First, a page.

In February 2019, Yahya Abdul-Mateen II was in talks to play McCoy, misreported as being in talks to portray the titular character. In response to the news, Todd offered his blessings over Twitter, stating: "Cheers to the Candyman, a wonderful character that I lived with for 25 years. He's brought grace and glory and a beautiful boatload of friends & family. I'm honored that the spirit of Daniel Robitaille & Cabrini Green rises again. Truth to power! Blessings to the cast & crew". However, it was ultimately announced that Todd would reprise his role. If Beale Street Could Talk actress Teyonah Parris was casted opposite in playing Abdul-Mateen II's character Anthony's girlfriend.
Principal photography began in early August 2019 and wrapped up in September 2019 in the Chicago area with some filming taking place in the North Park neighborhood during the month of September. The working title of the film was revealed on some of the cast and crew social media pages as Say My Name which was discreetly used in the revised scripts and production sets to keep things "flying under the radar". Some filming took place in the North Park neighborhood during the month of September. Director DaCosta said the Near North Side's Marina City apartment buildings/condos were her favorite filming location in the city. Several scenes were filmed in the last standing remains of Cabrini–Green Homes' fenced-off row houses from 1942. Candyman is the first feature film to shoot on location inside the Museum of Contemporary Art, Chicago. Like the originally-planned 2004 film, the project had a $25 million production budget.
The film features puppetry animation sequences which were created by Manual Cinema. DaCosta said she and Jordan Peele chose shadow puppets after speaking "early on about how much we would hate to do a traditional flashback scene (laughs) or to use footage from the original film, 'cause we wanted this to stand on its own. He mentioned shadow puppetry, and then in Chicago we developed [something] with this amazing theatre production company and from there it became less about flashbacks and more about how we depict these stories, these legends."
On March 3, 2020, Robert A. A. Lowe was announced as the composer for the film.
Candyman was originally scheduled to be released on June 12, 2020, by Universal Pictures, but due to the COVID-19 pandemic, it was pushed to September 25, 2020, and then again to October 16, 2020, taking the previous release date of Halloween Kills. The film was then delayed to August 27, 2021.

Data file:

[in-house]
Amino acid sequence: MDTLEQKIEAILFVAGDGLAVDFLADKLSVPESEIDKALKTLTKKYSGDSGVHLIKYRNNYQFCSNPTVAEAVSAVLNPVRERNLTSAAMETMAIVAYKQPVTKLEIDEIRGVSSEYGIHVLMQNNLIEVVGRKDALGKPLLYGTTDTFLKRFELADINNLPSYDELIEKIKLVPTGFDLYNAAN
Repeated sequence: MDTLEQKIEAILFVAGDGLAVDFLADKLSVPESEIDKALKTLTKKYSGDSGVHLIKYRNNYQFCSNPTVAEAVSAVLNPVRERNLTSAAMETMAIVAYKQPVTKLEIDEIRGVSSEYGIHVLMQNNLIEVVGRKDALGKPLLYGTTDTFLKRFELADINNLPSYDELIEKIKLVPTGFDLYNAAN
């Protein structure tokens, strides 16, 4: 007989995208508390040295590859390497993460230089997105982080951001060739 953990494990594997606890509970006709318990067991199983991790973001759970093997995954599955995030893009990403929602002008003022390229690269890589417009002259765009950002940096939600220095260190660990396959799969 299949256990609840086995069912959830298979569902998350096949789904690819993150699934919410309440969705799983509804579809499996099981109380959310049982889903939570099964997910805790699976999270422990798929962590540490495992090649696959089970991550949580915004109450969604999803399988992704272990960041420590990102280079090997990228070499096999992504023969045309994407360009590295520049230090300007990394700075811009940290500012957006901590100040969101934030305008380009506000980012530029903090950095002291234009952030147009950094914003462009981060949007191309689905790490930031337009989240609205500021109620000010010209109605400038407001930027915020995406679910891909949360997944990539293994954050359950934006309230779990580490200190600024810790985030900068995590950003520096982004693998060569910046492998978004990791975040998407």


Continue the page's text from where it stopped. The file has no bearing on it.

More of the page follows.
The first trailer for the film was released on February 27, 2020. An independent shadow puppetry short film/trailer presented by Nia DaCosta with creative visual work by Manual Cinema was released on June 17, 2020. On June 23, 2021, a second trailer for the film was released.
In the United States and Canada, Candyman is projected to gross around $15 million from 3,400 theaters in its opening weekend.
According to review aggregator Rotten Tomatoes, 86% of 123 critics have given the film a positive review with an average rating of 7.4/10. The website's critics consensus reads: "Candyman takes an incisive, visually thrilling approach to deepening the franchise's mythology -- and terrifying audiences along the way." On Metacritic, another aggregator, the film has a weighted average score of 73 out of 100 based on 39 critics, indicating "generally favorable reviews".
David Rooney of The Hollywood Reporter wrote: "Director Nia DaCosta, working from a script she wrote with Jordan Peele and Win Rosenfeld, uses Bernard Rose's 1992 film as a jumping-off point for bone-chilling horror that expands provocatively on the urban legend of the first film within the context of Black folklore and history, as well as the distorting white narrative that turns Black victims into monsters." Reviewing the film for TheWrap, Elizabeth Weitzman said: "DaCosta, Peele, and Rosenfeld are playing with us — the victim is rendered less sympathetically than Candyman — as much as they are with notions of history, culture, art and appropriation. They bring in actors from the first film (including Tony Todd and Vanessa Estelle Williams) but not always in ways we expect. They build on canon while simultaneously dismantling it."